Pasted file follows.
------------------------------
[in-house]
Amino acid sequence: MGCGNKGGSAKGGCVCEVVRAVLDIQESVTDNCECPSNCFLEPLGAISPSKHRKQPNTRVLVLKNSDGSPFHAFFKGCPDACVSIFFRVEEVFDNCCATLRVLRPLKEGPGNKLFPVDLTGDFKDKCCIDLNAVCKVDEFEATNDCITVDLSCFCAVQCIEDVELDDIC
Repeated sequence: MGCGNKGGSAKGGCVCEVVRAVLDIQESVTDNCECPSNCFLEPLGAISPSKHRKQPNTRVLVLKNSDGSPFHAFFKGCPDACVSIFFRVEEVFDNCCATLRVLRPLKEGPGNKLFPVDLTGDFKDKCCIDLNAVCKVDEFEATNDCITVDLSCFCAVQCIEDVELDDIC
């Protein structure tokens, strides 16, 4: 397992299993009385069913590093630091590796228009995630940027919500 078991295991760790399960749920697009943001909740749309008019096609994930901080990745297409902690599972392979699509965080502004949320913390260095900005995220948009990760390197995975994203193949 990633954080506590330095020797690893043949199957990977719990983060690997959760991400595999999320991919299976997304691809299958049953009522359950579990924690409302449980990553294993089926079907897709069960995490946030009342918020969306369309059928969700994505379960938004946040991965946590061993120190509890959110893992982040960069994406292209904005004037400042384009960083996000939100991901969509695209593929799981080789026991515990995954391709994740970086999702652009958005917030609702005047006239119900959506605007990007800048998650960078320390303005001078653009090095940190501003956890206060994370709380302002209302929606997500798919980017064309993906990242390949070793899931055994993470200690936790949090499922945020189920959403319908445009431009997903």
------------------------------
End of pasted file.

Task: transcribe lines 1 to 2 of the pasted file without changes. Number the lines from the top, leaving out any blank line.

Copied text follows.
[in-house]
Amino acid sequence: MGCGNKGGSAKGGCVCEVVRAVLDIQESVTDNCECPSNCFLEPLGAISPSKHRKQPNTRVLVLKNSDGSPFHAFFKGCPDACVSIFFRVEEVFDNCCATLRVLRPLKEGPGNKLFPVDLTGDFKDKCCIDLNAVCKVDEFEATNDCITVDLSCFCAVQCIEDVELDDIC